Tower builders v astronauts

  • Question from VP, USA

    In Genesis chapter 11, verse 6, the Lord says that nothing the people propose to do will be impossible. They were building a tower to reach the heavens. I find it strange that he prevented them from building a tower because it would reach the heavens, yet today we fly in space. Did God move? What is your opinion of this?

    One important aspect of the book of Genesis, which echoes most ancient stories, is that there is a nostalgic sense of a ‘golden age’ that has been lost. The story about the Tower of Babel in Genesis chapter 11, indicates two things about early humanity’s ‘golden age’. Firstly, that human beings were powerful enough to ‘worry God’, and secondly that originally humans all spoke the same language. These are common motifs in ancestral myths that hark back to a better time.

    The specific problem with the Tower of Babel was not so much that it would reach into the heavens, but by reaching into the heavens, human beings were seeking to set themselves up on a par with God. This is an etymological myth, which seeks to explain a number of things – notably why people are scattered across the world, particularly if they all descend from common ancestors found earlier in Genesis, and why people in different places speak different languages, again hard to reconcile with the idea of a common ancestor.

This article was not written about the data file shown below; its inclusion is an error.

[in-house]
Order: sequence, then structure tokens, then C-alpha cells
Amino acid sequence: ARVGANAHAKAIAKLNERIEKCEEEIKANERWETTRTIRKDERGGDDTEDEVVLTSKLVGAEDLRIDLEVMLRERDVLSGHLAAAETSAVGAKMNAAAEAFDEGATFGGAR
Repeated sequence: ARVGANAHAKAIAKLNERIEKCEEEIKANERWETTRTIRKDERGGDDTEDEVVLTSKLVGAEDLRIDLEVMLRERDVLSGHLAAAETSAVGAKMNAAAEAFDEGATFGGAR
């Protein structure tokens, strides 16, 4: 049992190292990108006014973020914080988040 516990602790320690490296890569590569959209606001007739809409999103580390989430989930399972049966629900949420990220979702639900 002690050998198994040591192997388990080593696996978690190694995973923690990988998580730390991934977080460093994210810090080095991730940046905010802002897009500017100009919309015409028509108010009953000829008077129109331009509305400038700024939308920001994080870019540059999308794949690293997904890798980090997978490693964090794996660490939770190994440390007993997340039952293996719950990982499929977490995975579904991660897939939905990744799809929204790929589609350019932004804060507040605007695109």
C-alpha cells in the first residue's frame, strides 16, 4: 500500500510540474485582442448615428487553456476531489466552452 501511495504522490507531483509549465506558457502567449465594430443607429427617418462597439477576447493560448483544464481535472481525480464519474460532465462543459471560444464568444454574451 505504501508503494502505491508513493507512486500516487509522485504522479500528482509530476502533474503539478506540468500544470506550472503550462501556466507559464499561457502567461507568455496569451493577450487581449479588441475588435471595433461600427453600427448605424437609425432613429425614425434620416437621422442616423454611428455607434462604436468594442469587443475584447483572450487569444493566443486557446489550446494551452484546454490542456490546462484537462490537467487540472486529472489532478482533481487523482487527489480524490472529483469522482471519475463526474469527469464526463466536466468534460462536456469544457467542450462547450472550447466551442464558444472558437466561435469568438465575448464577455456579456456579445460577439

There is undoubtedly a possibility that the original author of Genesis could have borrowed from Babylonian myth here. The ‘plain of Shinar’ (verse 2) is in Mesopotamia. Babel and Babylon are perhaps interchangeable. As the author tried to fit these myths, drawn from a number of traditions, together into a coherent story, the Tower of Babel naturally provides a reason for both the spread of humanity and the many languages. If it’s not enough that humanity has lost its special Eden-relationship with God, now besides mortality, the day-to-day power of human beings is also reduced and the human race is divided into many scattered peoples and a ‘confusion’ of languages.

    In conclusion, it was not the height of the Tower of Babel that was a problem; it was the purpose. Contemporary space exploration has not generally been conducted in the same sense of trying to establish humans as gods. Although it is interesting that space exploration has deepened the convictions of those who have travelled beyond the atmosphere. Many astronauts, looking towards Earth have attested to a sense that such a fragile and beautiful thing must be the work of God. One cosmonaut, however, famously remarked that, as he looked out to the stars, he could not see God anywhere.

    Thanks for your question, VP.

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